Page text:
The First Draft report for NFPA 1730, Standard on Organization and Deployment of Fire Prevention Inspection and Code Enforcement, Plan Review, Investigation, and Public Education Operations to the Public is posted at www.nfpa.org/1730. Deadline for submittal of Comments is May 16, 2014 (April 11 for paper) at 5pm Eastern. Please submit your comments by the deadline for the committee to act on at its second draft meeting.
A fire at a single-family home didn't initially appear serious to Angie Roach; when she and her fellow firefighters arrived on the scene, there was minimal smoke emitting from the structure. The fire, however, was raging in the basement, and when she set foot on the subflooring, it gave way, sending Roach directly into the flames.
Firefighters eventually rescued her, but the damage had been done. She suffered third- and fourth-degree burns on 45 percent of her body. It was a career-ending experience. "After my accident, my life changed tremendously," says Roach. "I was a very active person. I've been married a couple of years. Everything was perfect in my life. Then I was burned. It took me several months to realize I was not the same person I was before the fire."
Unwanted fire alarms are a problem for the fire service and the community. NFPA® estimates that fire departments respond to more than 2 million false fire alarm calls each year. According to NFPA 72®: National Fire Alarm and Signaling Code, an unwanted alarm is any alarm that occurs that is not the result of a potentially hazardous condition. NFPA developed the Fire Service Guide to Reducing Unwanted Fire Alarms to provide the fire service with a free resource that offers guidance in the following areas:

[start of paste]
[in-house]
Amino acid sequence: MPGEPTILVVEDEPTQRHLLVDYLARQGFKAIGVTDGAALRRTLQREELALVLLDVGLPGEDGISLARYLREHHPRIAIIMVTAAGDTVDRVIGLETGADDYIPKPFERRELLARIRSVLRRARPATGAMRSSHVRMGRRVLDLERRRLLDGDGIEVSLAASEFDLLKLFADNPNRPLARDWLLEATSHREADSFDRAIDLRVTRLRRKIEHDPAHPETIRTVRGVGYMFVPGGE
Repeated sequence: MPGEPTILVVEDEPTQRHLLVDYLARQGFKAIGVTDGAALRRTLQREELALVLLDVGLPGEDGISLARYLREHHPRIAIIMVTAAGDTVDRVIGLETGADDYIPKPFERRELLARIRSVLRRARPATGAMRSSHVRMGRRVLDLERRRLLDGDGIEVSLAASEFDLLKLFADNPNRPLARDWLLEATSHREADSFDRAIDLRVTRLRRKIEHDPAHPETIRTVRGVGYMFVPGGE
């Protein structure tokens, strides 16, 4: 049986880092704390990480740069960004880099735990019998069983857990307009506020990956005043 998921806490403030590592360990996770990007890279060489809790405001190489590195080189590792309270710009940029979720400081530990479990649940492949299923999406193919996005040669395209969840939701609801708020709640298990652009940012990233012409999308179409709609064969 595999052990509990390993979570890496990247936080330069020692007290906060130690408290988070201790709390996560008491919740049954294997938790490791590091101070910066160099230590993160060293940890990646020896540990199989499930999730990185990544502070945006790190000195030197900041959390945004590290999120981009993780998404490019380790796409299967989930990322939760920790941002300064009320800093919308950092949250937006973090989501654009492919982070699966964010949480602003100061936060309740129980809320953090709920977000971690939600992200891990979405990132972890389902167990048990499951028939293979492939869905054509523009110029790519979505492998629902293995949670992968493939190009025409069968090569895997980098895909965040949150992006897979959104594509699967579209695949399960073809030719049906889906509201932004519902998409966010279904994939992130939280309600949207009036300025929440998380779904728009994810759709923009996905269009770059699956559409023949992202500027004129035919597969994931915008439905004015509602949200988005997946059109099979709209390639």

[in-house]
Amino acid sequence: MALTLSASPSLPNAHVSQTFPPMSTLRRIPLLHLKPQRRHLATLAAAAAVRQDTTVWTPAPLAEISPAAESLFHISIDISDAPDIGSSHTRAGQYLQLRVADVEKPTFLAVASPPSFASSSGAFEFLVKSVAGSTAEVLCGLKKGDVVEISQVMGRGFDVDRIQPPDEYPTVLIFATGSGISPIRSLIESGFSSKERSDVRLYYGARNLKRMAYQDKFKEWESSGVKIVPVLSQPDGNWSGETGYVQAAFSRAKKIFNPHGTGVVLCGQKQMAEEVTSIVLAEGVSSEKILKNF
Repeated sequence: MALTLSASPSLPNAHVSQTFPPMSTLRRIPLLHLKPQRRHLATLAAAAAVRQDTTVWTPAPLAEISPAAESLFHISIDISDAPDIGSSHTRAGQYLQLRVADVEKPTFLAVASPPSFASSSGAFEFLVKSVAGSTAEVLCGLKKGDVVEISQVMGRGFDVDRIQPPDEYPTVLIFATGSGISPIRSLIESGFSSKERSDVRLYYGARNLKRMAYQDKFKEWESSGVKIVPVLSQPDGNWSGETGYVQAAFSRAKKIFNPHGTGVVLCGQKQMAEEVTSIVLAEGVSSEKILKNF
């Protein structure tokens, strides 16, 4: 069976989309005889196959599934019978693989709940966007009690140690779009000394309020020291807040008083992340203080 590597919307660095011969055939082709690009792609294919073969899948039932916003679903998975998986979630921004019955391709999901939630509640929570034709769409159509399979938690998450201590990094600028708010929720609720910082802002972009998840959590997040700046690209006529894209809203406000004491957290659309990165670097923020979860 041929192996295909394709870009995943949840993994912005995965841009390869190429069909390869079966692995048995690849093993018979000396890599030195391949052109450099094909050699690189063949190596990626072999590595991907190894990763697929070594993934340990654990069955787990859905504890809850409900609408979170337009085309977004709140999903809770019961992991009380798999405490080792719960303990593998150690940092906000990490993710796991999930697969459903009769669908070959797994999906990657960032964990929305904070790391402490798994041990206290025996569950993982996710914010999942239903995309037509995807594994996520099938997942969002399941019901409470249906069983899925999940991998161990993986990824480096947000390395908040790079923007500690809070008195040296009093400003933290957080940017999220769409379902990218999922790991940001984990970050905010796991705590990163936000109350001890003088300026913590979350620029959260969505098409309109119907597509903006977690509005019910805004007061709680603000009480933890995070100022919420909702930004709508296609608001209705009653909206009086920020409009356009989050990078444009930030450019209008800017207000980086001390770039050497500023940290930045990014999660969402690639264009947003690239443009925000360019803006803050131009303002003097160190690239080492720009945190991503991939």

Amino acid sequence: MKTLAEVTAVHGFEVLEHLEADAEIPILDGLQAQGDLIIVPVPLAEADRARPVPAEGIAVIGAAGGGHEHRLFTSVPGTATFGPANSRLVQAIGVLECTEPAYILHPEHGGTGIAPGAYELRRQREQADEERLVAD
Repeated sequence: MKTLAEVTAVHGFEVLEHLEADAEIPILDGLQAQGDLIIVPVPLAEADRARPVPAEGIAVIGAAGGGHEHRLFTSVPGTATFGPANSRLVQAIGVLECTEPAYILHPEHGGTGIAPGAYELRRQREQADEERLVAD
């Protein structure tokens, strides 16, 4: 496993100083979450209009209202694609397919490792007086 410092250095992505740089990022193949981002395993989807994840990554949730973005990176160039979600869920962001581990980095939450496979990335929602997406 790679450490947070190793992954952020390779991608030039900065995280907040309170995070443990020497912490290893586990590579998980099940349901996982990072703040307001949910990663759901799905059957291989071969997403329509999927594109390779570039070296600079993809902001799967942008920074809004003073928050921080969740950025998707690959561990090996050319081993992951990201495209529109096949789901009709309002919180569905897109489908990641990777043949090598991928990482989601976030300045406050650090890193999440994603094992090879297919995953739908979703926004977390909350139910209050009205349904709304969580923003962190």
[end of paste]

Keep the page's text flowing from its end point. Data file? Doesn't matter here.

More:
Understanding commercial and residential building fire alarm systems
Understanding single-family alarm causes
Providing a framework for developing possible solutions
The Guide is an important tool for line firefighters, fire officers, and fire prevention personnel to provide basic knowledge on how fire alarm systems and detection devices operate and assess the cause of alarms where no emergency condition is apparent. The Guide can assist Authorities Having Jurisdiction (AHJ's) in developing strategies to manage response to unwanted alarms thru practices reflective of risk assessment, resources management, and current Code recommendations.
February 11, 2014 12:30 – 2:00 pm EST Responding to Electrical Vehicle Battery Fires Sponsored Webinar This Webinar reviews the results of a recent research program to develop the technical basis for best practices for emergency response procedures for electric drive vehicle battery incidents, with consideration for certain details including: suppression methods; personal protective equipment (PPE); and clean-up/overhaul operations. This research program was based on full-scale testing of large format Li-ion batteries used in these electric vehicles, and the presentation will summarize these tests and includes discussion on the key findings relating to best practices for emergency response procedures for electric drive vehicle battery incidents.